It all began in Japan when Monks brought back tea seeds from China in the 9th century. But it was Eisai, a Japanese monk who is credited with the beginning of the tea tradition in Japan who wrote a book in 1214 called, “How to Stay Healthy by Drinking Tea.” The monks would press the tea into cakes and take it with them wherever they would go, often stopping on the side of the road to boil water and break off a piece of the cake to make tea. The Japanese have incorporated green matcha in their foods as well and have reaped the amazing health benefits of this smooth, delicious tea.

Matcha comes in a variety of grades such as bulk, culinary and higher grade ceremonial matcha. I prefer to drink organic ceremonial, the first flush of tea harvested every May in Japan. It tastes slightly vegetal, is very smooth and has a light sweetness. Because matcha production in Japan is highly supervised and follows strict HAACEP regulations for growing and processing, you can be assured you are receiving a clean, safe, high quality product. Tea leaves are lightly steamed, dried and kept in cold storage. When it’s time to process, the tea is fed through a funnel into a granite stone grinder. Although now electronically driven, the stone grinders move slowly taking over an hour to grind one ounce of finely powdered matcha. This is the same as the hand grinding of the stones used during the last 800 years of tea tradition in Japan. The matcha powder is captured in a shiny clean stainless steel bin, then moved directly to packaging in a sanitary environment and shipped upon order. Other countries may not have strict regulations in place and some capture their matcha in a cardboard box. One can only shudder to think about the low standard of the processing, so sticking with the best insures delivery of a high quality product. Once you’ve had this high quality standard, it’s hard to drink or settle for anything less.

Cricket under straw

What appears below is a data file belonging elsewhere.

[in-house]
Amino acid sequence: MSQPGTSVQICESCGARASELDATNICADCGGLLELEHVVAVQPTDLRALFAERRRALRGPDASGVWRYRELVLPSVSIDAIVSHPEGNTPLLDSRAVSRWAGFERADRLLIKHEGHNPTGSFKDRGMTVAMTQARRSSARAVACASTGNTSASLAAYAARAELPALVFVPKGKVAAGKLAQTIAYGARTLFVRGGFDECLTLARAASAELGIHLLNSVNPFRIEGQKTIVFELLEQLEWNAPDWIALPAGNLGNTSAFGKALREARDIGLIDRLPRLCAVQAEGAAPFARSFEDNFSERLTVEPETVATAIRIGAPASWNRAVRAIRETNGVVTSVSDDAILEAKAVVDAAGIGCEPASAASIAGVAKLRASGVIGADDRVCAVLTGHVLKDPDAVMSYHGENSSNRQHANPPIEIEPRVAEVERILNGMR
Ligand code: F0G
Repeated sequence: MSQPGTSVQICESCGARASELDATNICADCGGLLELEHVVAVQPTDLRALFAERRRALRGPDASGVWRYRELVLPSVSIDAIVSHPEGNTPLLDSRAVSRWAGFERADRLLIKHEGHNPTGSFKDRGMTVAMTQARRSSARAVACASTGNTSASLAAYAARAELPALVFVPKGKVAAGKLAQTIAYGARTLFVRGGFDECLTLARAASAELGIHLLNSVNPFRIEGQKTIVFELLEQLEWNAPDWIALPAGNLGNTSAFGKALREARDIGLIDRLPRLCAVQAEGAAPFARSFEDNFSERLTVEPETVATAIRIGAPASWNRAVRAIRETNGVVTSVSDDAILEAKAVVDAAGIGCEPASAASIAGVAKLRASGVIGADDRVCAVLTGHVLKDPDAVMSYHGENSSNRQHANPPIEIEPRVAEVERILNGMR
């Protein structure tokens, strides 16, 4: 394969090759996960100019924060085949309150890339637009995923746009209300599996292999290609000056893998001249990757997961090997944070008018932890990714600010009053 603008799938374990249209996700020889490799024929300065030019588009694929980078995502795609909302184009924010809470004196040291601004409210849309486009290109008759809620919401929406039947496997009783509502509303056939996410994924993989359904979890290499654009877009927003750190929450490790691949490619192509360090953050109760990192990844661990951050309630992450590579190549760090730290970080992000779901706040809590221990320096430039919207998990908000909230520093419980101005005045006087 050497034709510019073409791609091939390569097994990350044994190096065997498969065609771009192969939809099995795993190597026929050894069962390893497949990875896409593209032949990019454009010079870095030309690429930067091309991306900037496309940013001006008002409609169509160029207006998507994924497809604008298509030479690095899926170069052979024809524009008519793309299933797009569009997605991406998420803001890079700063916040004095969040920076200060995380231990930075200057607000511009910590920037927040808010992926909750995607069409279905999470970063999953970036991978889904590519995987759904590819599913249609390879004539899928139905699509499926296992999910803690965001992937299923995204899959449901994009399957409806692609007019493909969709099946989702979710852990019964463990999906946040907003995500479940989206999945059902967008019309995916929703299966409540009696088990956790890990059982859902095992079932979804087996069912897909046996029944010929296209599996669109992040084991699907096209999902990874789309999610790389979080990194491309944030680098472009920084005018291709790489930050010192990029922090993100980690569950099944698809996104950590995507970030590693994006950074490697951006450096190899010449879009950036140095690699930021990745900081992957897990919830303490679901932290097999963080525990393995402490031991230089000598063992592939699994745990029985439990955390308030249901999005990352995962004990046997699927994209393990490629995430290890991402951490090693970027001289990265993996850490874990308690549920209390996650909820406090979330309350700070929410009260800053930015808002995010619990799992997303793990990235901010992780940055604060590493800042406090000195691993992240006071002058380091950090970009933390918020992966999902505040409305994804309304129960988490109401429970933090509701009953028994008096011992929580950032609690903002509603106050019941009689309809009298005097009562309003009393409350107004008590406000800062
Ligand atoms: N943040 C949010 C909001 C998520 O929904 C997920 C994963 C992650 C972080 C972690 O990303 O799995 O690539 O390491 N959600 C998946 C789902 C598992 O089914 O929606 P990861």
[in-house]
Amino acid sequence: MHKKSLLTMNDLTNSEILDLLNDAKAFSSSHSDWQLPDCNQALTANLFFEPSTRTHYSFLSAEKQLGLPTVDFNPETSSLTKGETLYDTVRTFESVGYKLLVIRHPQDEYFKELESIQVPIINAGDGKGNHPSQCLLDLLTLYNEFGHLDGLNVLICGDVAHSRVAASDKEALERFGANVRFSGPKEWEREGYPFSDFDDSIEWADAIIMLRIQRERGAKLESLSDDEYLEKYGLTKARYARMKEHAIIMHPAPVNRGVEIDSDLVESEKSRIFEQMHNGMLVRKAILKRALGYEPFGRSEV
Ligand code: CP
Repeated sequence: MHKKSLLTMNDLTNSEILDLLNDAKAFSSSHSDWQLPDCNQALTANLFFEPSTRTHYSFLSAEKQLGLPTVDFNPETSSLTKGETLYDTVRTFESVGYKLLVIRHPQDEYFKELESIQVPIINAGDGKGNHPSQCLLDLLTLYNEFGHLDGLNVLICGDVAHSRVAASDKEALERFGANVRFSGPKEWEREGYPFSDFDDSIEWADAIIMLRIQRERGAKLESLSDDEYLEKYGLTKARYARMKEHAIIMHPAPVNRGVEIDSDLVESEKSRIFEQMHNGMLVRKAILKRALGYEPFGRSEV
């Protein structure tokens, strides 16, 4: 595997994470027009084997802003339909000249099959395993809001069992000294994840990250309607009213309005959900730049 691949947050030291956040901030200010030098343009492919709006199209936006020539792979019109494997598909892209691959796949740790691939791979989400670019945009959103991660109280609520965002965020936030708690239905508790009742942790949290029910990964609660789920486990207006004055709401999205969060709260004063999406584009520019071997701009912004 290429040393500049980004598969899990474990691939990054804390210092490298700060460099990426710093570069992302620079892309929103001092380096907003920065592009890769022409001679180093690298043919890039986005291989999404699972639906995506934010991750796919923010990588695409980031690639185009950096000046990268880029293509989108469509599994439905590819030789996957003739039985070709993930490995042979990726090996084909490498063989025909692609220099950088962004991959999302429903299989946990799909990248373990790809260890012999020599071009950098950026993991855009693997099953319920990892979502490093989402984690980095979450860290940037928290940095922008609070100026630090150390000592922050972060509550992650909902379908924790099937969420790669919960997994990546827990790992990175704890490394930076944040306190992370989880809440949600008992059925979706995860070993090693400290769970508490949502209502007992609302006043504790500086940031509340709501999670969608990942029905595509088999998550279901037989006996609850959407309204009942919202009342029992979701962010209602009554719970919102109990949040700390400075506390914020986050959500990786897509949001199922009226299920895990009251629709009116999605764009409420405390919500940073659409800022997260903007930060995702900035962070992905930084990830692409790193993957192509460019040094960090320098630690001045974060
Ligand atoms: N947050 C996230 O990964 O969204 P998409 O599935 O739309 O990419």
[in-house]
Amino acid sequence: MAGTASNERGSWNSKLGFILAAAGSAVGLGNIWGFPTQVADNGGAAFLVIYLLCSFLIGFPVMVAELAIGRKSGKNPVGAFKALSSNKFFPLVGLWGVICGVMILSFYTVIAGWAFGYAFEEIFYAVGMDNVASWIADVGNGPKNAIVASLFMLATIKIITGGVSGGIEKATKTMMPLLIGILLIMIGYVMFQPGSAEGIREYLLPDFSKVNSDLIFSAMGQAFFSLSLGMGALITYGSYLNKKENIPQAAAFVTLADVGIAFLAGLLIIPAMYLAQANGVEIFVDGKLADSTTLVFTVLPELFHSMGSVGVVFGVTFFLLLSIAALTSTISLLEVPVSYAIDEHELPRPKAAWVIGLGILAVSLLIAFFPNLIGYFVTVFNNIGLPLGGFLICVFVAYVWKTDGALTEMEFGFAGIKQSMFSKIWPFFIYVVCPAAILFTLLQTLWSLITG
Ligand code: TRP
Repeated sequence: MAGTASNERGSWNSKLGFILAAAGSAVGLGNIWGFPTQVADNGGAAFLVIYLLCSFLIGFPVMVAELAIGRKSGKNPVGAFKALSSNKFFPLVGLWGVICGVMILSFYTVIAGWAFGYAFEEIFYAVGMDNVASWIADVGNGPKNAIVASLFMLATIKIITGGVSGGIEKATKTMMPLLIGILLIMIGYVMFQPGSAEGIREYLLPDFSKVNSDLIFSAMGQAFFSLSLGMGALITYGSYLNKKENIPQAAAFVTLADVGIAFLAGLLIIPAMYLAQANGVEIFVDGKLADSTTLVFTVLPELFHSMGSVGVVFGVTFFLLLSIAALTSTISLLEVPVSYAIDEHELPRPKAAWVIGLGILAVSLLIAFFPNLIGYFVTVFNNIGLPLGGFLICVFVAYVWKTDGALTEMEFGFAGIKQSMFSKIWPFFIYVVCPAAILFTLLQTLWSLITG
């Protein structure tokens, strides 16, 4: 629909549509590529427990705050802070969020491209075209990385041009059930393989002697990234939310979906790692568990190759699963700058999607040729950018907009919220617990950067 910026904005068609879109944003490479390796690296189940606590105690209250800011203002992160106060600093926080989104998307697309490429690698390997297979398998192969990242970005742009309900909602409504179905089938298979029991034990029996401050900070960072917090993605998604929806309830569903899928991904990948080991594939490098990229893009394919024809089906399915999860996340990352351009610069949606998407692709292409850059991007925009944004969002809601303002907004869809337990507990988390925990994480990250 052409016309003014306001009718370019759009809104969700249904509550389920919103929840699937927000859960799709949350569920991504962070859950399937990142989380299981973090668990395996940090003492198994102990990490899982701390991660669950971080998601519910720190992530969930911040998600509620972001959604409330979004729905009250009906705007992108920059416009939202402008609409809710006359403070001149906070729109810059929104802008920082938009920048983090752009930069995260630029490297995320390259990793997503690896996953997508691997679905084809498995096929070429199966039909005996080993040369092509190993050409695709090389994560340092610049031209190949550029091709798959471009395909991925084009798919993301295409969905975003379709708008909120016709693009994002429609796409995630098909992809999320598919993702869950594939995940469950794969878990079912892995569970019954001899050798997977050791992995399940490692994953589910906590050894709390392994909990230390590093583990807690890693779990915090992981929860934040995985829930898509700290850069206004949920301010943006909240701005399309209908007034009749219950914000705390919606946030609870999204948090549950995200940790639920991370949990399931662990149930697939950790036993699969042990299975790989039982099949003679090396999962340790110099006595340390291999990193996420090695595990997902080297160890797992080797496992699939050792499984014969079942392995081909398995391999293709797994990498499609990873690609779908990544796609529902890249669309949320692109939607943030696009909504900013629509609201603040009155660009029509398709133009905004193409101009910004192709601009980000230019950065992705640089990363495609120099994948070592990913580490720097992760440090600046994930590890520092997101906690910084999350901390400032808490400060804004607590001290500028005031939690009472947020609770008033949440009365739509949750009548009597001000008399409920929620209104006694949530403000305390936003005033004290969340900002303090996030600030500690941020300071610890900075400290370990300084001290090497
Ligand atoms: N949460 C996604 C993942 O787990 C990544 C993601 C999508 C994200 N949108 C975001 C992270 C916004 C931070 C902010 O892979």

Sunlight green leaves shimmer bright

Smooth tea in my throat

haiku-Katherine Bowers

The Chinese Wedding Tea Ceremony

Tea is a very integral part of Chinese culture and the ceremony surrounding its preparation and serving is an interesting event to witness. The wedding Tea Ceremony is the most auspicious tea ceremony of all as no Chinese wedding can be complete without it. This ceremony serves as an introduction of the bride to the groom’s family and is an intricate ritual filled with symbolism.

Preparation of the tea

There are many tea varieties in China. Usually the tea is prepared with red tea and infused with lotus tea and red dates placed directly in the tea pot. These additions are symbolic of fertility and the sweetness of the blushing bride and are believed to promote happiness between the two.

The arrangement

A small table is set up with the tea service including the tray with a tea pot and two tea cups. Sometimes a lotus flower and two cowrie shells are also placed on the table dignifying unity and prosperity for the couple.

The tea service

The ceremony usually takes place early in the morning as traditionally, the bride is received in her groom’s home before dawn. Women and men sit to the left and right respectively and the bride and groom kneel in front of them. With the assistance of the maid of honor, the couple serve tea in a delicate ceremony to the groom’s family. The order of service is parents, grandparents, great uncles and aunts, aunts and uncles, brothers and sisters and finally married cousins. The bride and groom take their tea last, served by younger siblings or any unmarried cousins.

The relatives when served tea present gift tokens on a platter in the form of red envelopes or jewellery. A token is also given to the best maid for her assistance. The tea set also forms part of the couple’s wedding gifts. Modern variations include a second tea ceremony held for the bride’s family when they visit their in-laws home or at the bride’s home. Also, for hygiene purposes, the tea cups may be rinsed after serving each guest.

This elaborate ceremony is an ancient tradition passed down through generations and is a good way of preserving culture in a rapidly evolving society. It helps reinforce family values and the hierarchy and role of each member of the family. It also serves as a good forum to welcome a new bride into the family, the elders’ blessings and approval a good foundation for the marriage.